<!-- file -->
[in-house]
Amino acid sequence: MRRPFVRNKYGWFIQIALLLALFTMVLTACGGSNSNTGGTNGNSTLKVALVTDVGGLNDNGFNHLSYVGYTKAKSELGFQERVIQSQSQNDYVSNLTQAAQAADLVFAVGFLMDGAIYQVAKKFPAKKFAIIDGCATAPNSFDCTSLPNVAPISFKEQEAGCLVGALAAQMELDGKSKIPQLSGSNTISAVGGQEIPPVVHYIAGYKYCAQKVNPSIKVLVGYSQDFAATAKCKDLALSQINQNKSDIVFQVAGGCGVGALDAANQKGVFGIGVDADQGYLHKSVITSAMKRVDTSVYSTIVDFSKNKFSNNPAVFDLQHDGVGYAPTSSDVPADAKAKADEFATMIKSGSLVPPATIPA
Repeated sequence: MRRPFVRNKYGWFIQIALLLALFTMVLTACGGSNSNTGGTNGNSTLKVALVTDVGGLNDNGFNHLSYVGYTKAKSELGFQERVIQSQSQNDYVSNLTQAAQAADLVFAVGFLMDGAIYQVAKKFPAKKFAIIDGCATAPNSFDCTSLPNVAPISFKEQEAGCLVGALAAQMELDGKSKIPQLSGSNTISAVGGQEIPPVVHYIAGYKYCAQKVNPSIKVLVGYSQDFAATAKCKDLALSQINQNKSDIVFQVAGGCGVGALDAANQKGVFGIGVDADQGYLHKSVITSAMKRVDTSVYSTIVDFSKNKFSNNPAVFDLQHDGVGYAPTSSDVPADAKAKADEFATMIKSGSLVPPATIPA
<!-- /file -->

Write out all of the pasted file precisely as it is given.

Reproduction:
[in-house]
Amino acid sequence: MRRPFVRNKYGWFIQIALLLALFTMVLTACGGSNSNTGGTNGNSTLKVALVTDVGGLNDNGFNHLSYVGYTKAKSELGFQERVIQSQSQNDYVSNLTQAAQAADLVFAVGFLMDGAIYQVAKKFPAKKFAIIDGCATAPNSFDCTSLPNVAPISFKEQEAGCLVGALAAQMELDGKSKIPQLSGSNTISAVGGQEIPPVVHYIAGYKYCAQKVNPSIKVLVGYSQDFAATAKCKDLALSQINQNKSDIVFQVAGGCGVGALDAANQKGVFGIGVDADQGYLHKSVITSAMKRVDTSVYSTIVDFSKNKFSNNPAVFDLQHDGVGYAPTSSDVPADAKAKADEFATMIKSGSLVPPATIPA
Repeated sequence: MRRPFVRNKYGWFIQIALLLALFTMVLTACGGSNSNTGGTNGNSTLKVALVTDVGGLNDNGFNHLSYVGYTKAKSELGFQERVIQSQSQNDYVSNLTQAAQAADLVFAVGFLMDGAIYQVAKKFPAKKFAIIDGCATAPNSFDCTSLPNVAPISFKEQEAGCLVGALAAQMELDGKSKIPQLSGSNTISAVGGQEIPPVVHYIAGYKYCAQKVNPSIKVLVGYSQDFAATAKCKDLALSQINQNKSDIVFQVAGGCGVGALDAANQKGVFGIGVDADQGYLHKSVITSAMKRVDTSVYSTIVDFSKNKFSNNPAVFDLQHDGVGYAPTSSDVPADAKAKADEFATMIKSGSLVPPATIPA